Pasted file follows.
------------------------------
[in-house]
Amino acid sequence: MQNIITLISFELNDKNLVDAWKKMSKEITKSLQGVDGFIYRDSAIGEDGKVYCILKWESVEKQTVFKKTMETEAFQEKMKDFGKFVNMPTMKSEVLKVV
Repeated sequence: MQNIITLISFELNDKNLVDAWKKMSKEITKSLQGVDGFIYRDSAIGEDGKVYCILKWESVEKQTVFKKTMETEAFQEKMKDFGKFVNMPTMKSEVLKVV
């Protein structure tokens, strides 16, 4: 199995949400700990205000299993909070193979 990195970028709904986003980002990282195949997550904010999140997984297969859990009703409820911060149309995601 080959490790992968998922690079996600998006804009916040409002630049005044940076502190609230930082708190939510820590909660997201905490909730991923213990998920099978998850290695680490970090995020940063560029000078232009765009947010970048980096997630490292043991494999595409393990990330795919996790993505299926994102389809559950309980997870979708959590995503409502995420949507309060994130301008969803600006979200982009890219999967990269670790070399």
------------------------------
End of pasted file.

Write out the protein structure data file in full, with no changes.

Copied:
[in-house]
Amino acid sequence: MQNIITLISFELNDKNLVDAWKKMSKEITKSLQGVDGFIYRDSAIGEDGKVYCILKWESVEKQTVFKKTMETEAFQEKMKDFGKFVNMPTMKSEVLKVV
Repeated sequence: MQNIITLISFELNDKNLVDAWKKMSKEITKSLQGVDGFIYRDSAIGEDGKVYCILKWESVEKQTVFKKTMETEAFQEKMKDFGKFVNMPTMKSEVLKVV
């Protein structure tokens, strides 16, 4: 199995949400700990205000299993909070193979 990195970028709904986003980002990282195949997550904010999140997984297969859990009703409820911060149309995601 080959490790992968998922690079996600998006804009916040409002630049005044940076502190609230930082708190939510820590909660997201905490909730991923213990998920099978998850290695680490970090995020940063560029000078232009765009947010970048980096997630490292043991494999595409393990990330795919996790993505299926994102389809559950309980997870979708959590995503409502995420949507309060994130301008969803600006979200982009890219999967990269670790070399």